As the new Iraqi parliament remained deadlocked on the formation of a new government, frustrated Iraqis took to the summer streets in protest at the government’s failure to provide an adequate and reliable supply of electricity.
With peak temperatures of nearly 50C (120F), and many Iraqis still getting less than six hours of electricity per day, it is easy to understand their anger.
According to the Iraqi Foreign Minister, Hoshyar Zebari, “what we saw in Basra on Saturday was a warning. It was the writing on the wall. The anger [the demonstrators] showed was extraordinary”, he said.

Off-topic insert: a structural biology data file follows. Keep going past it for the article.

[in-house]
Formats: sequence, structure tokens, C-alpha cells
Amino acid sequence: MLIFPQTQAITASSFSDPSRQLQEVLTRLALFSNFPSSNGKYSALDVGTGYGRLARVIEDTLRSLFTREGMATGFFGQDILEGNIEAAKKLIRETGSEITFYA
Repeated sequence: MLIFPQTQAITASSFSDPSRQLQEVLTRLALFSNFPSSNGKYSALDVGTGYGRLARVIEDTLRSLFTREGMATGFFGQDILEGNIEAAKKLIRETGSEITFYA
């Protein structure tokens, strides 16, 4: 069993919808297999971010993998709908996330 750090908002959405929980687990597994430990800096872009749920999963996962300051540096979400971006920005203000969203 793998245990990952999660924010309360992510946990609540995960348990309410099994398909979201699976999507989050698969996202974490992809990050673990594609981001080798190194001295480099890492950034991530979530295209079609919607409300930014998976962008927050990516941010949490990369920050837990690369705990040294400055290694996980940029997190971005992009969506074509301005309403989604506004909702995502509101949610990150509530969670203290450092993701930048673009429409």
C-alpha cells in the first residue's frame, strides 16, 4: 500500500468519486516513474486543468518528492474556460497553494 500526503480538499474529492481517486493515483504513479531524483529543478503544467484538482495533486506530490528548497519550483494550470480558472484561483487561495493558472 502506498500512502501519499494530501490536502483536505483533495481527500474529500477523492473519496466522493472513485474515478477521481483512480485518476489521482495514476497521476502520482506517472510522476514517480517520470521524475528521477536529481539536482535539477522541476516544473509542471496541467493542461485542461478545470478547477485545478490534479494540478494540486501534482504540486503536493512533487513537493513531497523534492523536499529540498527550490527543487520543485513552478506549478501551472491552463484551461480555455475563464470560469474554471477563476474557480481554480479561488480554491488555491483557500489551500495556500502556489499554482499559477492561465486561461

For many, both within the country and internationally, these events highlight the urgent need to invest in basic infrastructure, and the potential consequences of neglecting the needs of the population.
While some may find it distasteful to call this crisis an opportunity, it is very clear that there is a huge demand to be met, and not just regarding the provision of power. A recent report claimed that it is not unusual for government agencies to return their allocated funds to the Treasury because they are unable to spend them. The reason: the non-availability of contractors to do the job!
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